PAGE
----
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Collective Bargaining; grievance; industrial relations; labour relations; public sector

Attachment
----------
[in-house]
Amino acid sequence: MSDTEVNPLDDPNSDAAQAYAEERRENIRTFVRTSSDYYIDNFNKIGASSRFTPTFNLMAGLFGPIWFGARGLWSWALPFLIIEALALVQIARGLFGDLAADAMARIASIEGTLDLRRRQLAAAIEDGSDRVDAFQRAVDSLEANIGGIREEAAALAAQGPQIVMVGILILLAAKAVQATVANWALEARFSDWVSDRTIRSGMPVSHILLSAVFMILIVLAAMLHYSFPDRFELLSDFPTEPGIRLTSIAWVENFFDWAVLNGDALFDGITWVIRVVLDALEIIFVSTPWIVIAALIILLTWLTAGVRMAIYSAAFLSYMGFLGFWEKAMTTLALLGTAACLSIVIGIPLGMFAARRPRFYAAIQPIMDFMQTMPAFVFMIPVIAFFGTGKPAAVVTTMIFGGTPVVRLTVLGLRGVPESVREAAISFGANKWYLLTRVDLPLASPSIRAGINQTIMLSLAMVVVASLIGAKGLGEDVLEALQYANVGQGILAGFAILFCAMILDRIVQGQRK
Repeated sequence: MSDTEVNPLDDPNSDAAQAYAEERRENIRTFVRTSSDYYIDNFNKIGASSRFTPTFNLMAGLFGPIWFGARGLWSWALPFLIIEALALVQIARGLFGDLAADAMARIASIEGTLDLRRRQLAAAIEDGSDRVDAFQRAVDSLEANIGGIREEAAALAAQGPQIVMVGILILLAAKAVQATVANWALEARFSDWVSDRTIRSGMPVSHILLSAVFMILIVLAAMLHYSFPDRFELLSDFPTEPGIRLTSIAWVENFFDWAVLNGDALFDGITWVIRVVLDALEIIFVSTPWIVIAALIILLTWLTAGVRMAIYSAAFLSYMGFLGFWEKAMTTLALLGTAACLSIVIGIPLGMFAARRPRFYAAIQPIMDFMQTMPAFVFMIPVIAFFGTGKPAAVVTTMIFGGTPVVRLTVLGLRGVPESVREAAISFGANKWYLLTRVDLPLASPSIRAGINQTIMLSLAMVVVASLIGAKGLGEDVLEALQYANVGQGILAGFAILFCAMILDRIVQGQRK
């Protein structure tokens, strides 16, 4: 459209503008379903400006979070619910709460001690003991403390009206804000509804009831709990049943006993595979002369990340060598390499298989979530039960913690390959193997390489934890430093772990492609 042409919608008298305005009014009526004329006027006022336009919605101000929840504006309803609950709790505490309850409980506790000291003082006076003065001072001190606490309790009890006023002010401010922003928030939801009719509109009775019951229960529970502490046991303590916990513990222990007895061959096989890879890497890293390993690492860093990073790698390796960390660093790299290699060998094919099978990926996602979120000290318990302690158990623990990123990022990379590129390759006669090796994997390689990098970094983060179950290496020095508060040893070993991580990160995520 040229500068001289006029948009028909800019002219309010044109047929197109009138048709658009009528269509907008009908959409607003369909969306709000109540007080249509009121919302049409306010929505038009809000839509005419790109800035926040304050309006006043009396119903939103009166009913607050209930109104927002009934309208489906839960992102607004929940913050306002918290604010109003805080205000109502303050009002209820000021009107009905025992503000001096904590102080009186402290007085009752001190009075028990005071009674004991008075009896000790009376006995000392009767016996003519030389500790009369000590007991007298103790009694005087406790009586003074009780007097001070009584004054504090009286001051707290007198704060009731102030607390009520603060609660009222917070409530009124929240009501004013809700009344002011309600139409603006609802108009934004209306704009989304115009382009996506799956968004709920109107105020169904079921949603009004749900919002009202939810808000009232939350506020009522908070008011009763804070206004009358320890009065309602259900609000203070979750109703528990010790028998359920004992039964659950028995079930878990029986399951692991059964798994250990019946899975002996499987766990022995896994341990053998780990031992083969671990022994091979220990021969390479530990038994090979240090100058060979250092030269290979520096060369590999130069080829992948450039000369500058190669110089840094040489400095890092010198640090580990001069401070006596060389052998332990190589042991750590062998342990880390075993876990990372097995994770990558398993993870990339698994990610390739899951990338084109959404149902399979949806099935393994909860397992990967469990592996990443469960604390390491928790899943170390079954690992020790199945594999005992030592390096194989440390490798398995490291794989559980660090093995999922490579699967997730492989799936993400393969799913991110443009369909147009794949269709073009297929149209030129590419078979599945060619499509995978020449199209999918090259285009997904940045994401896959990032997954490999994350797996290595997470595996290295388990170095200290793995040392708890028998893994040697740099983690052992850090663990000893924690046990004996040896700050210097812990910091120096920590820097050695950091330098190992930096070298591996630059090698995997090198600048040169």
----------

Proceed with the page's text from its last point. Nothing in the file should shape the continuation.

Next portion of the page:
For nearly half a century, the Government of Canada has been administering a grievance system widely-criticized for its complexity and ineffectiveness. This criticism is due, in no small part, to the government’s unique and untenable role — that of both employer and administrative decision-maker. The Public Service Labour Relations Act (PSLRA) establishes this role and effectively confers an unparalleled level of authority upon management to dispose of employee-centred grievances. Likewise, it triggers management’s obligation to attend to grievances fairly and in accordance with the principles of natural justice. However, because the grievance system derives from the private sector — a system thriving on collaboration, flexibility, and informality — the government’s obligations have somehow been misplaced over the years, at least in practice. Thus, the current system has the effect of robbing employees of workplace participation and industrial democracy, while simultaneously providing the illusion of a democratic and rights-based forum in which to resolve conflict. The paper first examines the structure, values, and goals of the private sector grievance procedure. Drawing from these values and goals, the paper then evaluates the unique role of the Government of Canada in the administration of its grievance procedure under the PSLRA. The author argues that although it is desirous to administer the procedure with a great deal flexibility and collegiality, because of the government’s dual role — as management and administrative decision-maker — it is impossible to do so. The paper then examines the government’s obligations to administer its grievance procedure in a manner congruent to the principles of natural justice and procedural fairness. In examining these principles, the paper turns to Canada’s quasi-constitutional statute, as well as the common law in order to inform the author's analysis. The author argues that because of the government’s dual role it is inherently biased and should be disqualified from taking decisions unilaterally. In the final two parts, the paper examines the “residual problems,” offering three alternatives to current model. All three alternatives offer conflict resolution through a procedurally fair process.